1st Muharram Urs Hazrat ‘Allama Pirzada Mawlana Chaman Qadri, Bundi, India, 1434AH/2012CE

Monday, October 3rd, 2016

For Youtube video

bismillahboatHazrat Allama Peerzada Mawlana Chaman Qadri (may Allah grant him a long life and sanctify his secret) was a master of the Qadri Tariqa, an embodiment of the Sunnah, and one of India’s foremost spokesmen for tolerance and interfaith dialogue. He was an advocate for peaceful co-existence in today’s trying times, and served as the Chief Qazi in Bundi, Rajasthan. He was also a member of the Waqf Board and Hajj Committee, President of the All-India Qaumi Ekta Committee and All-India Seerate Committee in Rajasthan. Hazrat Sahib spent more than a quarter of a century under the auspicious gaze of his paternal uncle, Hazrat Muzaffar Ali al-Hanafi (‘Dāta Sahib’).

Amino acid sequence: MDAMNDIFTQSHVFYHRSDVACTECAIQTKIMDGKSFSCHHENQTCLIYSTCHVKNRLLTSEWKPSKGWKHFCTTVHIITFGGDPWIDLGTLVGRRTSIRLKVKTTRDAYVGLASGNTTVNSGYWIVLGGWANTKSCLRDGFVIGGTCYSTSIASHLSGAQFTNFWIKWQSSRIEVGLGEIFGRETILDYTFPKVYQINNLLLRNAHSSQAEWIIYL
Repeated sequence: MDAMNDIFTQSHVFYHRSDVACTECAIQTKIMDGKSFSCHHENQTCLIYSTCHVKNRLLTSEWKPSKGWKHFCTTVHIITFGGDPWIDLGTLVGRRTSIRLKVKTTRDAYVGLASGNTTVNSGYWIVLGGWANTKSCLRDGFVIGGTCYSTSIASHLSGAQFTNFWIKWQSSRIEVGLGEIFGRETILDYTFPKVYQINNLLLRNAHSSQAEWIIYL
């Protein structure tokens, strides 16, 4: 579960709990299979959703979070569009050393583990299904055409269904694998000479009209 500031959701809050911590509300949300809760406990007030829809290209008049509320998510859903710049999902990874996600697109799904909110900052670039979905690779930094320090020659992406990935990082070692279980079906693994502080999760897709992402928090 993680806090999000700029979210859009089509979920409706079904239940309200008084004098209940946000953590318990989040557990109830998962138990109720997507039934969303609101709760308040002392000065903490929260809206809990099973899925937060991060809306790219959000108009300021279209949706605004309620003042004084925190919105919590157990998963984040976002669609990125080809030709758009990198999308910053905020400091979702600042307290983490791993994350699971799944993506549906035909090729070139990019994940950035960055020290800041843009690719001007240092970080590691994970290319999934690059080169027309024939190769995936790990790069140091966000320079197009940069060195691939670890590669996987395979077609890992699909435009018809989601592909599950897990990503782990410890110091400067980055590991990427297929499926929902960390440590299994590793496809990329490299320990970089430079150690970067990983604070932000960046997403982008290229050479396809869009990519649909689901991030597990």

In 1957, 1969 and again in 2000, he made ziyara to the mazar shareef of Sayyidunā ‘sh-Shaykh Abdul Qadir al-Jilani (may Allah perfume his resting place). He received permission to teach tasawwuf from Huzoor Pir Mohammad Ibrahim Baghdadi (may Allah have mercy on him), a direct descendent of the Chieftain of the Saints, Sultan al-Awliya’ and the former keeper of his blessed mausoleum. Hazrat Sahib also received a certificate of authorization from the younger son of Imam Ahmed Raza Muhaddith Barelwi, Huzoor Mufti-e-A’zam Hind (may Allah have mercy on him). He is the author of several books in Hindi and Urdu including Message of Peace, Jewels for Humanity, Commands of Shari’at, Saint son of Saint, and The Way of Peace.